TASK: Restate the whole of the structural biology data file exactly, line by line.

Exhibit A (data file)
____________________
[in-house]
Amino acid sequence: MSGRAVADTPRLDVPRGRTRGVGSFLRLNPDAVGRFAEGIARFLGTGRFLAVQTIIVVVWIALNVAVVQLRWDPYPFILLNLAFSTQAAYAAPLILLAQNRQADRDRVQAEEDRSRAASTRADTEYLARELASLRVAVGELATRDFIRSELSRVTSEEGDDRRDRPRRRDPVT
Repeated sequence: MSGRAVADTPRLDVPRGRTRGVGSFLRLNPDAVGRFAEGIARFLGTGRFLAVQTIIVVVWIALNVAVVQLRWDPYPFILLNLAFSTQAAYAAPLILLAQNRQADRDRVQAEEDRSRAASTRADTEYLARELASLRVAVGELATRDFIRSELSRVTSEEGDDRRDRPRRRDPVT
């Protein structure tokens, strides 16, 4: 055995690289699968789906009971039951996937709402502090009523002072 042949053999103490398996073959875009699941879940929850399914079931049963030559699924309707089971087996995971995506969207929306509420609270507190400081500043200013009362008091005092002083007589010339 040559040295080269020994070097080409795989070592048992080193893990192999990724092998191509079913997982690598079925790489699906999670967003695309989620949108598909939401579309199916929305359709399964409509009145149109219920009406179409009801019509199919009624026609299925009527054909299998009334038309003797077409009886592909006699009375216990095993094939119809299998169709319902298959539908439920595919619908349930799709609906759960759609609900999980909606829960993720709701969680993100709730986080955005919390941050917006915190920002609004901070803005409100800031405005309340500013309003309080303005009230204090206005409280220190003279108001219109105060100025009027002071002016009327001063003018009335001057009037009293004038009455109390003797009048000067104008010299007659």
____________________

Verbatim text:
[in-house]
Amino acid sequence: MSGRAVADTPRLDVPRGRTRGVGSFLRLNPDAVGRFAEGIARFLGTGRFLAVQTIIVVVWIALNVAVVQLRWDPYPFILLNLAFSTQAAYAAPLILLAQNRQADRDRVQAEEDRSRAASTRADTEYLARELASLRVAVGELATRDFIRSELSRVTSEEGDDRRDRPRRRDPVT
Repeated sequence: MSGRAVADTPRLDVPRGRTRGVGSFLRLNPDAVGRFAEGIARFLGTGRFLAVQTIIVVVWIALNVAVVQLRWDPYPFILLNLAFSTQAAYAAPLILLAQNRQADRDRVQAEEDRSRAASTRADTEYLARELASLRVAVGELATRDFIRSELSRVTSEEGDDRRDRPRRRDPVT
């Protein structure tokens, strides 16, 4: 055995690289699968789906009971039951996937709402502090009523002072 042949053999103490398996073959875009699941879940929850399914079931049963030559699924309707089971087996995971995506969207929306509420609270507190400081500043200013009362008091005092002083007589010339 040559040295080269020994070097080409795989070592048992080193893990192999990724092998191509079913997982690598079925790489699906999670967003695309989620949108598909939401579309199916929305359709399964409509009145149109219920009406179409009801019509199919009624026609299925009527054909299998009334038309003797077409009886592909006699009375216990095993094939119809299998169709319902298959539908439920595919619908349930799709609906759960759609609900999980909606829960993720709701969680993100709730986080955005919390941050917006915190920002609004901070803005409100800031405005309340500013309003309080303005009230204090206005409280220190003279108001219109105060100025009027002071002016009327001063003018009335001057009037009293004038009455109390003797009048000067104008010299007659």